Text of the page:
One of my favorite Israeli idioms is "atah gadol," you're big-- conjugated appropriately, of course. (Ani gdolah!) And this doesn't have anything to do with size or weight. Rather, it means you're a "big" person-- you are bigger than your surroundings, bigger than your limitations, extraordinary. Similarly, to be big-headed ("rosh gadol") in Hebrew doesn't mean that you are full of yourself, but that you're a visionary. ("Katan alai"-- "small on me"-- is another good expression, meaning that something isn't big enough to handle you or take you down. In other words, you're "big," it's small.) I have to wonder if a lot of these expressions stem from the fact that we live in such a tiny country.

Last night, on the finale of the Israeli Amazing Race, Maya and Amichai came in a close second to Shai and Guy (real names of the winning pair). It must have been an agonizing defeat, because Maya and Amichai-- through synch, intelligence, and guts-- were ahead the entire final day, only to fall behind at the very last challenge when they had to push quarter-ton globes uphill using logs as rollers. It honestly seemed unfair. Shai and Guy are both very physically fit young guys, and either one of them probably weighed two of Maya. I really think the Amazing Race should make heavy challenges proportional to participant weight.

As Maya and Amichai reached the finish line, all the other contenstants chanted, "Hem gdolim, hem gdolim," a soccer cheer-- and I couldn't have agreed more. The greatest thing about the Israeli Amazing Race was that some of the physically smallest contestants (the blondiniot, Maya) were the "biggest" in the Israeli sense. Or, as they would put it, they are "fighteriots." Maya and Amichai were disappointed, but not disappointing.

Anyway, a few days ago I said that Maya was awesome because of her name (which is doubly awesome because she spells "Maya" mem-yud-hey, like I do, prompting total strangers to explain to me that my name is spelled wrong. It's not). However, that isn't the only reason Maya (ok, and Amichai... we liked him too) are still #1 in my book, and probably for most people who watched. A few other reasons:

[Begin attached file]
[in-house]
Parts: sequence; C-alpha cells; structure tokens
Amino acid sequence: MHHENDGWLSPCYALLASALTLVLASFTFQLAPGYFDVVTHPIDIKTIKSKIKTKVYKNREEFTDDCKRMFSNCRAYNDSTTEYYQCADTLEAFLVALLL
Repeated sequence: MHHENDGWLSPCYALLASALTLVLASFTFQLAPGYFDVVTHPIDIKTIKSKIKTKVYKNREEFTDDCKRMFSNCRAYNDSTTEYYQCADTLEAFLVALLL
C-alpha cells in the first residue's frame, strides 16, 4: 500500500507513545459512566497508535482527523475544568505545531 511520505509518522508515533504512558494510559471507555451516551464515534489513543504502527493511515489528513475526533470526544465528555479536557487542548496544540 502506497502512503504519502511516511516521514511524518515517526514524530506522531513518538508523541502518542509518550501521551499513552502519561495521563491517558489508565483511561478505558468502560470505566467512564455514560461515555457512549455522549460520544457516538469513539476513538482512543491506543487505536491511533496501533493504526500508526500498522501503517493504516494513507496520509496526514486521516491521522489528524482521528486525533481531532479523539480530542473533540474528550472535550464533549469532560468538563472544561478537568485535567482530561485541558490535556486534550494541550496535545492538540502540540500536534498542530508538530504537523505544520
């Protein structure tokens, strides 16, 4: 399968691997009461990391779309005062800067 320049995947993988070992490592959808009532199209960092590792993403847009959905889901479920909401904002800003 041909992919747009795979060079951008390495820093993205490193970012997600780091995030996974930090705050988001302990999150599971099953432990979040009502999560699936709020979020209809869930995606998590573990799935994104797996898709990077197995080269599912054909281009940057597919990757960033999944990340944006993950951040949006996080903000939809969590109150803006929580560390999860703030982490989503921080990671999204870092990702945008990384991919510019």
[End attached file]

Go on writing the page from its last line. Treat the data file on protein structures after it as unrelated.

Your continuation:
-They played an incredibly fair game, never screwing over any other contestants
-Like any couple, they fought a good deal along the way, but they always made up and seemed to really care about one another. They bickered about each other's actions, but they never attacked each other's selves, if that makes sense, and they supported each other when it counted. (Personally, I could never have been as nice if I were in Maya's position during that final swing challenge!)
-I really admire Maya's physical toughness. She's got to be some kind of athlete, and as a past marathoner, I admire Israeli women who compete. (Israeli races are mostly men.) I think she's a runner too! See her blog.
-Maya made aliyah after spending almost her entire childhood in the US (with at least one Israeli parent). In some ways, I think this is harder, because you come to Israel sounding like a native Israeli, yet missing so many cultural references, Israeli life skills, and vocabulary words. I get away with a lot because I sound like a clueless olah.
-They gave EVERYTHING they had to try to win the race... and by "they," I probably mean "Maya." :)

And, of course, the biggest reason why I now think Maya is amazing...

-She commented on this blog!! Seriously! Read it here! (This really is a small country. I saw another team from the Merutz leMillion through the window of a bus in Tel Aviv a few weeks ago, and I'm pretty sure I saw a girl from "Mifratz haAhava" at a pizza shop around the corner-- although I'm glad to say I didn't watch enough "Love Bay" to be sure.)

So Maya and Amichai, you're "gdolim." Mazel tov on making olim proud, and good luck in all you do in the future!

Ok, I promise that my Israeli Amazing Race obsession will release its grip on this blog now... at least until next season. :)


Get your Israeli driver's license!!

Getting my Israeli citizenship? Easy. Opening Israeli bank accounts? Piece of cake. Signing up for Israeli health care? Easier than getting a doctor's appointment in the US.

Getting my Israeli drivers license? The most traumatic experience of my aliyah.